Small win for me when I completed the daily challenge today was being able to mark my lesson Complete. I have been having trouble with that functionality on my devices lately. At first that was no big deal. But over time, I realized how much seeing all the completed lessons and my total progress for the month is a motivator and source of satisfaction and pride for me. Small win with a big impact.

  9. Hey Tony! Great segment on flying with your guitar. One suggestion, take a 3/4 size “small” guitar. I traveled with a Little Martin in a gig bag and had no trouble boarding with it; the flight attendant volunteered to put it in the “closet” for me. Also, boarded with a dreadnaught in a gig bag as well, went in the overhead bin with no trouble (I was flying first class, so I think that helped, early boarding, etc.). Anyway, great acoustic Tuesday program. Thanks.

  10. Aloha Tony and TACer’s,
    I travel to the islands several times a year. My guitarsinal for travel is a martin backpacker, which fits extremely well in the overhead. First, the backpacker is built like a tank and the sound is banjo-ish when strummed but articulates notes beautifully when finger-picked. The point is I look forward to its unique sound. Second, my 1940’s vintage martin soprano ukulele fits in its case inside my luggage. I pack the ukulele in soft clothes. So, I get my guitar and ukulele too!!

  11. Hey Tony,
    That was an amazing Guitarsenal from the guitar geek in Warsaw, Poland, that you shared today. And you’re story about the Domi Blackhawks sweater was unfortunately funny…is he the son of Tie Domi of Maple Leafs fame? Anyway, I’m sure you know that traditionally hockey jerseys were called hockey sweaters. When are you going share pictures of your “Hockey Sweatarsenal” with all your guitar geek friends?!?

  12. Hi Tony, My airline experience has been so poor I have given up flying the airlines all together. I have found something even better: TRAIN. I love the train. I can play my guitar the whole trip. Most of the time I can see my transportation from the train as it pulls into the station and I am in the car and away in seconds. There is the down side, I admit, you have to go where the train goes. Not as varied as a plane.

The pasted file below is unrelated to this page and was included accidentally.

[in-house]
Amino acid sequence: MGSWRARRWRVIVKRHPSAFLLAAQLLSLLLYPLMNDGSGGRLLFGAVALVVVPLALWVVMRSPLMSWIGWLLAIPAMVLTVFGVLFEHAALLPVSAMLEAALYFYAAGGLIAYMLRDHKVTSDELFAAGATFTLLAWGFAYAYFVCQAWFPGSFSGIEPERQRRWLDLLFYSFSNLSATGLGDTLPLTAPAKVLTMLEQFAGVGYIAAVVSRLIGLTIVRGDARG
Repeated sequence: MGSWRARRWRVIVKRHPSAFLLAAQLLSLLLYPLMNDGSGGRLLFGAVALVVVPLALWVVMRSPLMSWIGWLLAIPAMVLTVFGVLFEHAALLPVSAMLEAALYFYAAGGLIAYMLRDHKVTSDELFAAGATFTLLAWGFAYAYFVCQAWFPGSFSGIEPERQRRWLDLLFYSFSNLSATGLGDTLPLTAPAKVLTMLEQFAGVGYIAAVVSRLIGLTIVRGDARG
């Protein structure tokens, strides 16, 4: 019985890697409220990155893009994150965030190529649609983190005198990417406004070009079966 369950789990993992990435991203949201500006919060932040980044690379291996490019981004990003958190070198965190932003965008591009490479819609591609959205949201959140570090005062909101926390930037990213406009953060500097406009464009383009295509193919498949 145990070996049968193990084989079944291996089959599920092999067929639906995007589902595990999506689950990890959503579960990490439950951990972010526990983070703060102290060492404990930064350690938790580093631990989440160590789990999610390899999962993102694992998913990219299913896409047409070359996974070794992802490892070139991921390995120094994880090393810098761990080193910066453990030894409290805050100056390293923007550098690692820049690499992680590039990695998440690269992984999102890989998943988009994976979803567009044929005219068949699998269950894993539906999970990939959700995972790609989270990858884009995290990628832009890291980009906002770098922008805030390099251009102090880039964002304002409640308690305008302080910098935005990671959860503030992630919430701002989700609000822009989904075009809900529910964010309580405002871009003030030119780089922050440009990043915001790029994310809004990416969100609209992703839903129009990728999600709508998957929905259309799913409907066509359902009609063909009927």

13. Have a travel guitar in your guitarsenal if you’re only going to use it for your own practice or enjoyment and not a gig. I travel with my Taylor Academy 12e, a very respectable guitar that won’t break the bank if something happens to it.

  14. This isn’t a tip, but rather my experience with being kind to the flight attendant.
    I flew to Austin with my guitar and had not had any trouble putting it in the overhead bin. Coming home, the attendant didn’t want me putting it there – full flight. So I very politely and smiling implored her to allow it rather than make me check it. Without my asking, she actually looked in the closet then offered to put it there for me. As we started our final approach, she came on the intercom and announced to the whole plane: For the gentleman who brought the guitar on board, there wasn’t room so we had to throw it off the plane just before take off…….Long pause. Plane went silent. She could see my face. Then she broke out laughing and said No, I’ll have it here for you as you deplane. The whole plane was laughing. Being nice can really be helpful.

  15. traveling with a guitar in any vehicle is a problem. I have carried one in the upper compartment of a 13 hour flight to New Zealand and then into a car there everyday for a month , then home again…no damage. I take one or two to Arizona every year through an Alberta/Montana/Idaho/Utah/Nevada trip, coming and going. Temperature & humidity shift is a serious consideration. Theft is a consideration as my car sits in the hotel parking. My advice is to use a good padded case ta a minimum or a travel case (research required) and then wrap the case in a blanket or beach towel and do not leave it where it is subject to the extremes of heat or cold. That means the trunk or rear window of a suv. Be sure to bring it into your room every night. Do not think it will be safe in the parking lot , or what I call it – a shopping channel for criminals. Shipping sounds perfect until one of the biggies loses your guitar. That’s when the insurance and claim things go out of control. Just remember nothing is perfect or guaranteed.

  16. I have sent acoustic guitars purchased in the USA to Barbados as checked luggage on at least 5 occasions on AA and have never had a problem with damage to the guitars. Maybe the odd scratch to the hard case. I do take the precaution of insuring higher end guitars even for every day use as have seen a mic stand get knocked over and punch a hole in an acoustic.